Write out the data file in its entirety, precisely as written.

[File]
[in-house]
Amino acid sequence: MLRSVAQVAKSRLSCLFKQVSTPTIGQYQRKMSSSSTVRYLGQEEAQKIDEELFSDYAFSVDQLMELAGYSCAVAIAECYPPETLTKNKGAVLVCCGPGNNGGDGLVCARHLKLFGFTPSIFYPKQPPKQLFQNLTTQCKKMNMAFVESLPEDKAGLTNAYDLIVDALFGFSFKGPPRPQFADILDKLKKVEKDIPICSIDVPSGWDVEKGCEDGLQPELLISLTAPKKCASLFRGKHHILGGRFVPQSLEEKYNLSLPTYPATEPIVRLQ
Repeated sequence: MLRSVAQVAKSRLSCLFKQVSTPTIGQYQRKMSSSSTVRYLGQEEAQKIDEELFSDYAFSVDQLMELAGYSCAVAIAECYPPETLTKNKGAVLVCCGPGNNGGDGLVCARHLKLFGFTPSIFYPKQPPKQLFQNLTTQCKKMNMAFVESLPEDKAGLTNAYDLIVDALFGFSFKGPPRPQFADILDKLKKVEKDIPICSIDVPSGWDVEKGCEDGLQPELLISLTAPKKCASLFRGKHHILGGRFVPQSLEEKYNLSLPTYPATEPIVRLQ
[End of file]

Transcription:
[in-house]
Amino acid sequence: MLRSVAQVAKSRLSCLFKQVSTPTIGQYQRKMSSSSTVRYLGQEEAQKIDEELFSDYAFSVDQLMELAGYSCAVAIAECYPPETLTKNKGAVLVCCGPGNNGGDGLVCARHLKLFGFTPSIFYPKQPPKQLFQNLTTQCKKMNMAFVESLPEDKAGLTNAYDLIVDALFGFSFKGPPRPQFADILDKLKKVEKDIPICSIDVPSGWDVEKGCEDGLQPELLISLTAPKKCASLFRGKHHILGGRFVPQSLEEKYNLSLPTYPATEPIVRLQ
Repeated sequence: MLRSVAQVAKSRLSCLFKQVSTPTIGQYQRKMSSSSTVRYLGQEEAQKIDEELFSDYAFSVDQLMELAGYSCAVAIAECYPPETLTKNKGAVLVCCGPGNNGGDGLVCARHLKLFGFTPSIFYPKQPPKQLFQNLTTQCKKMNMAFVESLPEDKAGLTNAYDLIVDALFGFSFKGPPRPQFADILDKLKKVEKDIPICSIDVPSGWDVEKGCEDGLQPELLISLTAPKKCASLFRGKHHILGGRFVPQSLEEKYNLSLPTYPATEPIVRLQ